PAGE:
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By Jim Seifert

Over the past several months I have had the opportunity to talk to many people about the closing of the Western New York Children’s Psychiatric Center in West Seneca, and the relocation of its patients to the Buffalo Psychiatric Center in Buffalo. I have spoken with a good cross-section of people from health care professionals and lots of regular folks. Everyone I have talked with thinks that this is a fundamentally bad idea. All know that moving these kids into an adult facility is at best counterproductive and at worst a potential disaster. The BPC is not an appropriate environment for these kids.

Mental health care professionals will all tell you the same thing: Early, accurate diagnosis and appropriate early treatment are key factors in determining positive outcomes. Relocating at-risk kids from a safe secure environment to an adult facility is punishment, not treatment. It is just setting them up for a lifetime of institutions and jails.

Officially, the New York Office of Mental Health, the organization that has responsibility for this decision, will offer only the usual glib sound-bite response. Unofficially, it acknowledges that the move is calculated to save money. Apparently the West Seneca facility is an “expensive anomaly” in their current “business model.”

Unfortunately, there seems to be more hoping on the part of New York State than leadership and planning. The actual cost of running this facility is surprisingly low. More facilities like it should be created in other parts of the state. And these sites should be upgraded and improved as we learn more about brain and behavioral disorders, not closed.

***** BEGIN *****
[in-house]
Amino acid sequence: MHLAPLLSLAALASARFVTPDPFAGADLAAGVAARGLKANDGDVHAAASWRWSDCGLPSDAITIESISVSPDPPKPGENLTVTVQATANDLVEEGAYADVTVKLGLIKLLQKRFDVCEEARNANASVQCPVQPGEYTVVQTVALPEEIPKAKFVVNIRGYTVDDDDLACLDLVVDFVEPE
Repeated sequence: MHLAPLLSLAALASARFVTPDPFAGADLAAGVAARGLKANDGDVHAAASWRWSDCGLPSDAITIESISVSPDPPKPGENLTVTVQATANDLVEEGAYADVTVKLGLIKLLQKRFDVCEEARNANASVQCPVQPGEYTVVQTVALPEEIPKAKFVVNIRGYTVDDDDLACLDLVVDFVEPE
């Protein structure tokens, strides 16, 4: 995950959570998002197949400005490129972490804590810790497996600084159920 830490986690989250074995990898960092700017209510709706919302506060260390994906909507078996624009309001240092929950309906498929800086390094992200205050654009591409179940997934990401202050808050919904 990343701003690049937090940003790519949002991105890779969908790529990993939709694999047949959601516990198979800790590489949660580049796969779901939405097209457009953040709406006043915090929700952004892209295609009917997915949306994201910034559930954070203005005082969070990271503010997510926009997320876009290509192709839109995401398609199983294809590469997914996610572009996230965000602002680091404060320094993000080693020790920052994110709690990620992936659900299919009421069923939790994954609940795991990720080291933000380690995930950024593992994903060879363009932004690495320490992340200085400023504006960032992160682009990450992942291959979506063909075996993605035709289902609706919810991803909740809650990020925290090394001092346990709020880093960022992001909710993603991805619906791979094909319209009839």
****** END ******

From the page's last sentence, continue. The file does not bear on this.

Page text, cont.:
New York State still has a hard time acknowledging the growing magnitude of the mental health crisis in the state. What are they thinking?

It is easy to declare something a Center of Excellence. It’s a great sound bite; Fortune 500 companies have been using it for decades to launch one scheme or another. It is quite another thing to actually be the center of excellent things. The Children’s Psychiatric Center in West Seneca has an excellent track record. In closing it, we are likely to lose what has taken decades to accomplish. One should expect that when things at this facility change, they will be replaced with better, more appropriate, treatment plans and facilities. This is not what is happening.

In the end, how we treat the most vulnerable among us is a good measure of who we really are. This is especially true when there is some small thing that can be done to turn a real tragedy into a good result for all. If it turns out that the West Seneca facility is closed without providing a suitable replacement, we will have proven ourselves to be very shallow at best.

Jim Seifert of Orchard Park is a board member of the National Alliance on Mental Illness for Buffalo and Erie County.